Thursday, August 29, 2013

iPad as a Communication Device

If your household owns and iPad, or if your child uses one in school, you probably already know how well our kiddos can manipulate and utilize this technology.  It can be used to play games, learn to trace your letters, read, count and even speak for you.   There are communication apps you can buy that have more flexibility and are less expensive than some of the more traditional communication devices.  It is even more impressive when your child uses his iPad to communicate with you when you don't have a communication app installed on your device.

Let me explain.

Full day kindergarten has been rough.  Yesterday was particularly rough and Ben had some aggressive behaviors that earned him a great deal of time out, emails to Mom from the Special Ed director, and his teacher, and a phone call from both the school secretary and finally the Principal.

He had a BAD day.

This behavior is somewhat out of character for him and generally only happens when he is on the verge of getting sick.   He also struggles with constipation at times and that can make him cranky too.  So yesterday we gave him some Miralax before he went to school.  He also had a messed up routine due to school pictures being yesterday, which probably did not help his behavior much either.

 I learned at one of the conference that I attended, that when children (and adults) are in pain or afraid, their language skills decrease by an average of 2 years.  I think this explains why when he hurts or does not feel good, he just clings to me and signs hurt and won't do much else.   He did answer yes once yesterday when I asked if he had an owie, but would not tell me more.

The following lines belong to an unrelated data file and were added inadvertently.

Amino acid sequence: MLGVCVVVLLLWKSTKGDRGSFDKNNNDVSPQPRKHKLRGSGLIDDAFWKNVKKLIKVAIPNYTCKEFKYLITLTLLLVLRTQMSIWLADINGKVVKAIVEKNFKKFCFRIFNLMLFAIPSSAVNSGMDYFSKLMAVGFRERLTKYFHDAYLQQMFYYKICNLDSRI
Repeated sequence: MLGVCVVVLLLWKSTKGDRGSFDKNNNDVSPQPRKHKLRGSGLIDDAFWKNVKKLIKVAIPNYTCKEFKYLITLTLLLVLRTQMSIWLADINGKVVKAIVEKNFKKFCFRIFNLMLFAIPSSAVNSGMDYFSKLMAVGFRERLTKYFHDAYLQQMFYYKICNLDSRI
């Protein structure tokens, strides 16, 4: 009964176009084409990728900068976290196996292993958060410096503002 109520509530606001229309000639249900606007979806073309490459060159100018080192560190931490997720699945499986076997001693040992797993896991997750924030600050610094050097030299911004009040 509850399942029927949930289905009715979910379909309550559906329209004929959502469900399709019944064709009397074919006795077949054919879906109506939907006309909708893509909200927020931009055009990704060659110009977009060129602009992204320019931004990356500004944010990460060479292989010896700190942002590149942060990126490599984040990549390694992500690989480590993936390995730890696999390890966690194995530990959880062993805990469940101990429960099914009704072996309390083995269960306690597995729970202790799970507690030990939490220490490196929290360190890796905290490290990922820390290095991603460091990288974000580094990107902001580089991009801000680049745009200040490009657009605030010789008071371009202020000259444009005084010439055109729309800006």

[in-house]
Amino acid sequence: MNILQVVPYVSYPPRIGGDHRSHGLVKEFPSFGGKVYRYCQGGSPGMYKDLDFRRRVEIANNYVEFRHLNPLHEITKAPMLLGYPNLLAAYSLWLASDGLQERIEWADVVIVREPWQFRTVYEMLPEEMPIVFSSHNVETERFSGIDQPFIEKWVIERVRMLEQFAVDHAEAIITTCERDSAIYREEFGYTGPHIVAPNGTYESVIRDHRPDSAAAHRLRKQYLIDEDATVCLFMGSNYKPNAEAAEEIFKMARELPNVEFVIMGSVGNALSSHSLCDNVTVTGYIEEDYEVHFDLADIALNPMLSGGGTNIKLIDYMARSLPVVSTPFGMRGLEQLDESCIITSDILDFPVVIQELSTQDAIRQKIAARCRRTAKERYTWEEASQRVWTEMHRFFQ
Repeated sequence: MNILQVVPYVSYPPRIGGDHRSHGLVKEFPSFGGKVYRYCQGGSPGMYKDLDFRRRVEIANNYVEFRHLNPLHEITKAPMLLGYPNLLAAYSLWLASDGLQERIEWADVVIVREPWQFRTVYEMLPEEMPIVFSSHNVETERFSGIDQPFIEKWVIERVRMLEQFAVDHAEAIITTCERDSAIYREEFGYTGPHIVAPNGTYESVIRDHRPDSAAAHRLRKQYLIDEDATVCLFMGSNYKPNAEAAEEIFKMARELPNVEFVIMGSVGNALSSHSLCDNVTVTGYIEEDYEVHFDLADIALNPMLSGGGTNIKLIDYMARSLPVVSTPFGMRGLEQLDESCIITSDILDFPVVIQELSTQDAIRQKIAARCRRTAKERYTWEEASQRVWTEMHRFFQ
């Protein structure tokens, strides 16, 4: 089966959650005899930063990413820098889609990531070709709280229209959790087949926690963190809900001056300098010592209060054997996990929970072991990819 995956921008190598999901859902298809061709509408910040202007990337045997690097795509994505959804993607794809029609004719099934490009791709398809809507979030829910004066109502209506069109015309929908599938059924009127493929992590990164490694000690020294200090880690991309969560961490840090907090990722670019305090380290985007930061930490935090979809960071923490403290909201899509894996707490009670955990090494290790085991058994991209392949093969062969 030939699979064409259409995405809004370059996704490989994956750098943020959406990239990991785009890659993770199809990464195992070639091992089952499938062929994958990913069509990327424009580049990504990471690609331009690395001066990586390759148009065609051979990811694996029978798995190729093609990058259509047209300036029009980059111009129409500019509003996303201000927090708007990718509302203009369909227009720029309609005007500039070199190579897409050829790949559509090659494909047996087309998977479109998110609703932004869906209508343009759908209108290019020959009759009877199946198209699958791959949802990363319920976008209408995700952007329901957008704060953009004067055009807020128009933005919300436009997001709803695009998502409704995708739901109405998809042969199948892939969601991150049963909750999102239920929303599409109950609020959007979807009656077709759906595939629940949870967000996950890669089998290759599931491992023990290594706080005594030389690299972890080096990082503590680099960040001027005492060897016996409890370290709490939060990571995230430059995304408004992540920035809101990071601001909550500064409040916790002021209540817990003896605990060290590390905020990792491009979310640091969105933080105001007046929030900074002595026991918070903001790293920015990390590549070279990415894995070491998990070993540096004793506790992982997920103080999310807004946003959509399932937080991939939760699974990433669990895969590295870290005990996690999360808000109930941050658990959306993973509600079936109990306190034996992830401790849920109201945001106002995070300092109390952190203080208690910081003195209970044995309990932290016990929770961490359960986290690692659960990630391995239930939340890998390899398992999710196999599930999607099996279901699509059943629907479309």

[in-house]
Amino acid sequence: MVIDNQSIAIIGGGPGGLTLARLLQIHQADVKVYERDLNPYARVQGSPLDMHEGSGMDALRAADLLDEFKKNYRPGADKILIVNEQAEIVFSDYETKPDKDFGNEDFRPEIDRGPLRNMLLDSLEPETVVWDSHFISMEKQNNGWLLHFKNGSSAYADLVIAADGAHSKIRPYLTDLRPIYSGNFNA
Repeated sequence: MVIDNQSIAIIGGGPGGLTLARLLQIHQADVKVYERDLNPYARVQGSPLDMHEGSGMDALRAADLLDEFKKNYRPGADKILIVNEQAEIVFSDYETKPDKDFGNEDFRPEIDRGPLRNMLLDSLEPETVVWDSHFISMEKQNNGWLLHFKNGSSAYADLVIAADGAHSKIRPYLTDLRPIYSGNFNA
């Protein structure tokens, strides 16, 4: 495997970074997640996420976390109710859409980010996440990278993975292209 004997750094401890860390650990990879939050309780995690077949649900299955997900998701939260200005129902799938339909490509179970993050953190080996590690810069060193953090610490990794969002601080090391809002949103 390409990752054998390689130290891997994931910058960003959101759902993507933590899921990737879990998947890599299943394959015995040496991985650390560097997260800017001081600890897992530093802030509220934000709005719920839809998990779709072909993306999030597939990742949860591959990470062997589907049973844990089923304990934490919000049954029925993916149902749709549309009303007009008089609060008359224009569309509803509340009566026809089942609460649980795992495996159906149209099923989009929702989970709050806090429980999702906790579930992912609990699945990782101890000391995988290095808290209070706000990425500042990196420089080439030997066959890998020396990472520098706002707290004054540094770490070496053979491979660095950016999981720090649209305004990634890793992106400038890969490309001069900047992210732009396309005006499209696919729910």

He got off the bus last night and seemed pretty good.  His Miralax worked while he was at school and he looked like he was feeling fine and happily played referee in the basement with his whistle.  We also had a talk about how we don't push, hit or scratch and he lost his popsicle after school treat and TV privilege.

At 6 we had to leave to pick up brothers from Football practice.  Ben fell asleep pretty quickly once we got in the car.  When we got home I put Ben on the sofa to continue sleeping for just a bit and started getting supper for the big boys.  At 8 after trying for over a 1/2 hour we finally got Ben up for supper. 
He ate 3 grapes and drank a couple sips of apple juice.  Then he climbed on my lap and said, "Night, Night please".  He NEVER asks to go to bed. 

This morning he was up as soon as Randy turned on a light at 6 am.  After a trip to the bathroom he snuggled in with me for a bit.  Soon he was asking for the iPad.  I gave it to him and tried to catch a few more ZZZZs.  My alarm went off and I hit the snooze a few times.  Ben was playing with a flashcard game that speaks 2 words called Learn to Talk First Words .   He had been repeating one card over and over again for at least a couple minutes, and was shaking me each time he played it, but I was zoning out.  Finally he said, "Mom Potty!"knowing that would get me up (because Mom does not like accidents in her bed). So I headed toward the bathroom while he headed for the kitchen.  I said, "Ben, don't you have to go potty?"  He turned to his iPad and tapped the flash card again.  It said, "want food".

Mom finally got it.

But now I am torn.  He is perfectly capable of saying I want food, time to eat, I hungry, breakfast please, or I want pancakes, but instead chose to tell me by using the iPad.   On the one side I am so impressed that he was able to find a way to tell me what he wanted, since we don't really have a communication app on the iPad.  But on the other side, why didn't he just tell me?   Maybe he did and I was just too tired to internalize what he said.  Or maybe he does not feel good or is in pain.  He has been on a very low dose of Thyroid meds for about a month.  Maybe they are causing issues?   He has been specifically acting different since Sunday and maybe he is coming down with something?  I wish he could tell me what is going on.

But whatever the cause, that was some great problem solving skills buddy!